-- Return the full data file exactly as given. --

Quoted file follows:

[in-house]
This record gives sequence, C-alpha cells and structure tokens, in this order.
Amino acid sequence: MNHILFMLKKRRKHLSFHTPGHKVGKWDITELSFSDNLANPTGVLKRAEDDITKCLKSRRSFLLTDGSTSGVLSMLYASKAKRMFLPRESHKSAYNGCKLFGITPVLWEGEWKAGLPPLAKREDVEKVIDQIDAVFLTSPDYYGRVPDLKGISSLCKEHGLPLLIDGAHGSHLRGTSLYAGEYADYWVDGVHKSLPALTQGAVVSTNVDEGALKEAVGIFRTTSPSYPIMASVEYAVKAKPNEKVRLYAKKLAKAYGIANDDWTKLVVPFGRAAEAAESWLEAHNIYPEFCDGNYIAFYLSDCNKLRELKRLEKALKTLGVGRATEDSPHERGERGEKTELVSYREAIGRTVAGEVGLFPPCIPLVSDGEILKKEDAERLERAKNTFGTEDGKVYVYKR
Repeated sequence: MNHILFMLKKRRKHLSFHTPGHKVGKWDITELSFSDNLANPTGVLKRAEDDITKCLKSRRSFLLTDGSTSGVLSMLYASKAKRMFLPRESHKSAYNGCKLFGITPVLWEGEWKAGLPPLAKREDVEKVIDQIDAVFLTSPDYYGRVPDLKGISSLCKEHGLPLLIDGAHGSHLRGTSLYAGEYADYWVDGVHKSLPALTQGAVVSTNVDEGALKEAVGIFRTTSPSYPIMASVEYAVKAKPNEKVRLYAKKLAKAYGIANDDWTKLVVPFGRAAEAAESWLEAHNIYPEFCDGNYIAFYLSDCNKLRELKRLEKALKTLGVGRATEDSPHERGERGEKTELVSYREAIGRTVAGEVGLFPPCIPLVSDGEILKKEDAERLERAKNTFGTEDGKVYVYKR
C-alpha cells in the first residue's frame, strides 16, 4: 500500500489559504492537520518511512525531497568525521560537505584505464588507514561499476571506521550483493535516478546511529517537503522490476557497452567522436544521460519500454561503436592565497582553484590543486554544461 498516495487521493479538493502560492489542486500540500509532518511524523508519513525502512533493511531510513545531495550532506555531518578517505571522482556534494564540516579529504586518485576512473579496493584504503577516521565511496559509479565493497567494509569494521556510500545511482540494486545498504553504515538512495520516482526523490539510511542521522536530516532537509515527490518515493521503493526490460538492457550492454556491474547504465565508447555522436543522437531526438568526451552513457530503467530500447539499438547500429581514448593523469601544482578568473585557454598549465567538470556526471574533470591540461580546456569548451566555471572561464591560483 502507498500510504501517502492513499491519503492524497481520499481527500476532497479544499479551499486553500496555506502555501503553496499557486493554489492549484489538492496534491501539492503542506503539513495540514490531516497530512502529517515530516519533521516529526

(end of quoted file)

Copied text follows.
[in-house]
This record gives sequence, C-alpha cells and structure tokens, in this order.
Amino acid sequence: MNHILFMLKKRRKHLSFHTPGHKVGKWDITELSFSDNLANPTGVLKRAEDDITKCLKSRRSFLLTDGSTSGVLSMLYASKAKRMFLPRESHKSAYNGCKLFGITPVLWEGEWKAGLPPLAKREDVEKVIDQIDAVFLTSPDYYGRVPDLKGISSLCKEHGLPLLIDGAHGSHLRGTSLYAGEYADYWVDGVHKSLPALTQGAVVSTNVDEGALKEAVGIFRTTSPSYPIMASVEYAVKAKPNEKVRLYAKKLAKAYGIANDDWTKLVVPFGRAAEAAESWLEAHNIYPEFCDGNYIAFYLSDCNKLRELKRLEKALKTLGVGRATEDSPHERGERGEKTELVSYREAIGRTVAGEVGLFPPCIPLVSDGEILKKEDAERLERAKNTFGTEDGKVYVYKR
Repeated sequence: MNHILFMLKKRRKHLSFHTPGHKVGKWDITELSFSDNLANPTGVLKRAEDDITKCLKSRRSFLLTDGSTSGVLSMLYASKAKRMFLPRESHKSAYNGCKLFGITPVLWEGEWKAGLPPLAKREDVEKVIDQIDAVFLTSPDYYGRVPDLKGISSLCKEHGLPLLIDGAHGSHLRGTSLYAGEYADYWVDGVHKSLPALTQGAVVSTNVDEGALKEAVGIFRTTSPSYPIMASVEYAVKAKPNEKVRLYAKKLAKAYGIANDDWTKLVVPFGRAAEAAESWLEAHNIYPEFCDGNYIAFYLSDCNKLRELKRLEKALKTLGVGRATEDSPHERGERGEKTELVSYREAIGRTVAGEVGLFPPCIPLVSDGEILKKEDAERLERAKNTFGTEDGKVYVYKR
C-alpha cells in the first residue's frame, strides 16, 4: 500500500489559504492537520518511512525531497568525521560537505584505464588507514561499476571506521550483493535516478546511529517537503522490476557497452567522436544521460519500454561503436592565497582553484590543486554544461 498516495487521493479538493502560492489542486500540500509532518511524523508519513525502512533493511531510513545531495550532506555531518578517505571522482556534494564540516579529504586518485576512473579496493584504503577516521565511496559509479565493497567494509569494521556510500545511482540494486545498504553504515538512495520516482526523490539510511542521522536530516532537509515527490518515493521503493526490460538492457550492454556491474547504465565508447555522436543522437531526438568526451552513457530503467530500447539499438547500429581514448593523469601544482578568473585557454598549465567538470556526471574533470591540461580546456569548451566555471572561464591560483 502507498500510504501517502492513499491519503492524497481520499481527500476532497479544499479551499486553500496555506502555501503553496499557486493554489492549484489538492496534491501539492503542506503539513495540514490531516497530512502529517515530516519533521516529526